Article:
• Christian Michaels

Nine Important PPC KPIs You Should Be Tracking



Key performance indicators (KPIs) are used across many industries as a way to measure how well something is performing. Applied to pay per click advertising (PPC), KPIs can determine how successful your campaigns were, and pinpoint areas for improvement. Here is our guide to measuring the performance of your PPC campaigns.

Clicks

Every conversion starts with a click. This KPI measures how many people clicked on your ad, and if clicks are steadily increasing, this is an early indicator of campaign success. Although the success of a campaign shouldn’t be determined solely by clicks, it can provide early insights on what is working well and what might need improvement.

Click Through Rate (CTR)

The click through rate is generated by dividing the total number of clicks of your ad by the total number of impressions. This is a useful metric for measuring the performance of your campaigns, as it shows what percentage of people who saw your ad followed through to your landing pages.

Quality Score

Quality score is a metric created by Google which uses the expected CTR, landing page experience, ad relevance and ad format to create a score between 1 and 10. A high quality score (between 7 and 10), means you pay less to advertise with AdWords. A quality score of 6 or less means your paid ads are going to be more expensive. Quality score is an interesting metric as not only does it offer a way to measure the success of your campaign, it could also save you money.

Cost Per Click (CPC)

Cost per click measures how much an advertiser has paid for each click. It is calculated by dividing the total cost of the campaign by the number of times the ad was clicked during the campaign. A low cost per click is a good indication that your ad is performing well, as it shows more people are finding your company and visiting your landing pages.

Cost Per Conversion/Acquisition (CPA)

The average CPA is the price advertisers pay for every new customer they acquire. The CPA is determined based on your quality score, and is calculated by dividing the total cost of conversions by the total number of conversions. A low cost per conversion demonstrates that your paid search campaign is providing good return on investment.

Conversion Rate (CVR)

Conversion rate is the total clicks of your ad divided by the number of conversions as a result of your ad. PPC campaign managers often tend to optimise ads for clicks rather than conversions, but it is the conversion rate which tends to be a more reliable indicator of campaign success.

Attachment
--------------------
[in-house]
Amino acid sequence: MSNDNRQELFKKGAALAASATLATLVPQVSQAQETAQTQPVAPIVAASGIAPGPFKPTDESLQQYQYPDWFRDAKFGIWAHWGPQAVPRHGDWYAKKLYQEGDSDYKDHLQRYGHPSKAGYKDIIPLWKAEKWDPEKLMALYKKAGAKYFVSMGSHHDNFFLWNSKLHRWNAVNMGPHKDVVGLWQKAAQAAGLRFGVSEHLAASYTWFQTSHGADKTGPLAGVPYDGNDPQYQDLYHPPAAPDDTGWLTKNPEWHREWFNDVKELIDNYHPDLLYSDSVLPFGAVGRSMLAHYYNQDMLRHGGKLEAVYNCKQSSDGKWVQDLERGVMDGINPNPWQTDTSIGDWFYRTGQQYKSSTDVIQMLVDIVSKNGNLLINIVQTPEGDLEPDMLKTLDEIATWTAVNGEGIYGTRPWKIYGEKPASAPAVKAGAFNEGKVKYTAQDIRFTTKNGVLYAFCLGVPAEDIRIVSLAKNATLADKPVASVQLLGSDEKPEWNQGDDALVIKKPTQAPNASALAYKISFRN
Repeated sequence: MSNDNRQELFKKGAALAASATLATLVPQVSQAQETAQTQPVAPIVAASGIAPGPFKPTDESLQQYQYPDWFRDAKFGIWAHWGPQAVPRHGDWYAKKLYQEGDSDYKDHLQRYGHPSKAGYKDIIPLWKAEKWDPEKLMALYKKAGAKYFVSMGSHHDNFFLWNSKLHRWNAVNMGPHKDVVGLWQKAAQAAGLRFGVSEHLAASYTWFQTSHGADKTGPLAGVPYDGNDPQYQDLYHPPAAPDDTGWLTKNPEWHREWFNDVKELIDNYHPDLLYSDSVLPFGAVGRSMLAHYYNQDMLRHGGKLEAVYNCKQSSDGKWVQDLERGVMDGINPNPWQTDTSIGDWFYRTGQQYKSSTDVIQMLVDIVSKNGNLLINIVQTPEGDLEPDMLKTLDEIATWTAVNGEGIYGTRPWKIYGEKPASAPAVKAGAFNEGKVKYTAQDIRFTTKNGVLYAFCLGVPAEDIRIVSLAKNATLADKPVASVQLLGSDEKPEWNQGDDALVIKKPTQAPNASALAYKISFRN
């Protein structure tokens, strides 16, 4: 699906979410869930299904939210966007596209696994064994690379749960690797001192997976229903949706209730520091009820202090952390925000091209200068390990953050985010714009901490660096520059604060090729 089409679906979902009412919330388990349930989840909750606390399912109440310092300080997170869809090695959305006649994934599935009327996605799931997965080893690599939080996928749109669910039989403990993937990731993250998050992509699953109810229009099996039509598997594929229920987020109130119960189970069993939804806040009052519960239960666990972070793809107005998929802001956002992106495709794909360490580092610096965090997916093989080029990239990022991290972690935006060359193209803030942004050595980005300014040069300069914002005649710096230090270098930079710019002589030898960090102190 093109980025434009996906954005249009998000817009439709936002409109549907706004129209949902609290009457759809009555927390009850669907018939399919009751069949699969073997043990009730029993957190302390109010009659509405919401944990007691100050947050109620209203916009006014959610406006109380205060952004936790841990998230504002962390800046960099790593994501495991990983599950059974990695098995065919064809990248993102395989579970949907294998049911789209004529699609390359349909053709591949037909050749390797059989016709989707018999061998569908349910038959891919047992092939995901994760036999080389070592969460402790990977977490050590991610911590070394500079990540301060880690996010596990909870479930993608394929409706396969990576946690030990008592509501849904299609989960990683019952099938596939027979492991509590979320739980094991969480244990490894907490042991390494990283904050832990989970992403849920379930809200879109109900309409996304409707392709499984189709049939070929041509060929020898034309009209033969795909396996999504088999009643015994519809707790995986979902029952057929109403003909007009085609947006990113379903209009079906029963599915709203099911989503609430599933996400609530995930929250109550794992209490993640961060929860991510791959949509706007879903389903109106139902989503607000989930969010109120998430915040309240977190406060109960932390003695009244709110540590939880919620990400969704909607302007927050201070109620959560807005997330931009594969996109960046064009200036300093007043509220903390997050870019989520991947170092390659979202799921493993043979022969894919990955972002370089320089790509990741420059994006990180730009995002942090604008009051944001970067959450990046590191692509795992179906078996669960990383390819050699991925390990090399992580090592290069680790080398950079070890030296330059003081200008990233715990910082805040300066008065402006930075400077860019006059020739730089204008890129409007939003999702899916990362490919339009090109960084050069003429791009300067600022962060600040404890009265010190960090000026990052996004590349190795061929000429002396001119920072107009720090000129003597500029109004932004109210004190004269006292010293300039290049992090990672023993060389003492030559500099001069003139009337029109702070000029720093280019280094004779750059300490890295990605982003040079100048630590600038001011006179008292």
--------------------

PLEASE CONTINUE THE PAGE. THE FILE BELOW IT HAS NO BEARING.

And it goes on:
Impression Share (CPM)

Looking at number of impressions alone isn’t an indicator of success because it doesn’t identify how many people found your ad useful and relevant. Impression share, on the other hand, is a useful insight. If you have 50% impression share for a keyword, your competitors have the other 50%. If you want to increase your impression share, you are in turn decreasing the amount of times your competitors’ ads are shown.

Average Position

Average position gives an indication of what position in the paid results your ad generally appears. Google uses ad rank (quality score multiplied by maximum cost per impression) to determine which ads appear in the top results, rather than automatically awarding first place to the highest bidder. Average position can provide context for your campaign reporting, but it is not very useful as a target indicator.

Use of Your Budget

Nearly all businesses set out a monthly budget for spending on PPC campaigns. Sticking closely to your budget can indicate a successful campaign, but the best results come from building a well optimised PPC campaign and increasing spending gradually. PPC campaigns will fluctuate for several reasons, so if you decide to increase your budget after initially seeing great results, your other metrics are unlikely to improve proportionately.

Seasonal fluctuations in search queries are also common, so it is important to take this into account when assigning a budget to your campaign. For example, fewer people will be searching for waterproof coats in the summer than in the winter, so a specialist outdoor clothing retailer will allocate a low budget for paid search in the summer, but ramp up spending in the autumn and winter when more people are searching for the products on offer.

When running a paid search campaign, these KPIs can provide useful insights into its effectiveness. Running PPC ads can be a confusing process, so enlist our PPC experts to guide you through running a successful campaign and measuring its performance.

#ppcmanagement

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